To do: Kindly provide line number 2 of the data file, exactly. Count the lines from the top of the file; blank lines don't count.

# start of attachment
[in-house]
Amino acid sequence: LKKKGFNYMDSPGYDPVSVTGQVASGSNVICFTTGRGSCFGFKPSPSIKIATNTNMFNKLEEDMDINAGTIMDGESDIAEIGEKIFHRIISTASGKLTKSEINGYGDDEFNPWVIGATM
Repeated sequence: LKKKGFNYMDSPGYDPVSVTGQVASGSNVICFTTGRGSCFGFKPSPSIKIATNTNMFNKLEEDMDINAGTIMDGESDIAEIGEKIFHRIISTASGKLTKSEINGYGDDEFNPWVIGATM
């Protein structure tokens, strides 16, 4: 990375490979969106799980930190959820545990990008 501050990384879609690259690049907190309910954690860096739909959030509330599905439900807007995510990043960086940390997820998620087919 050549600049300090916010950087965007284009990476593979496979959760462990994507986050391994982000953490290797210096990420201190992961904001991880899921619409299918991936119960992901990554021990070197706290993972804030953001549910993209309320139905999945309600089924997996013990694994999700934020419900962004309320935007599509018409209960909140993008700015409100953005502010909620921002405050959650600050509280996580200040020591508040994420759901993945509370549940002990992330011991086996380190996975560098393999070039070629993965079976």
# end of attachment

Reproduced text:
Amino acid sequence: LKKKGFNYMDSPGYDPVSVTGQVASGSNVICFTTGRGSCFGFKPSPSIKIATNTNMFNKLEEDMDINAGTIMDGESDIAEIGEKIFHRIISTASGKLTKSEINGYGDDEFNPWVIGATM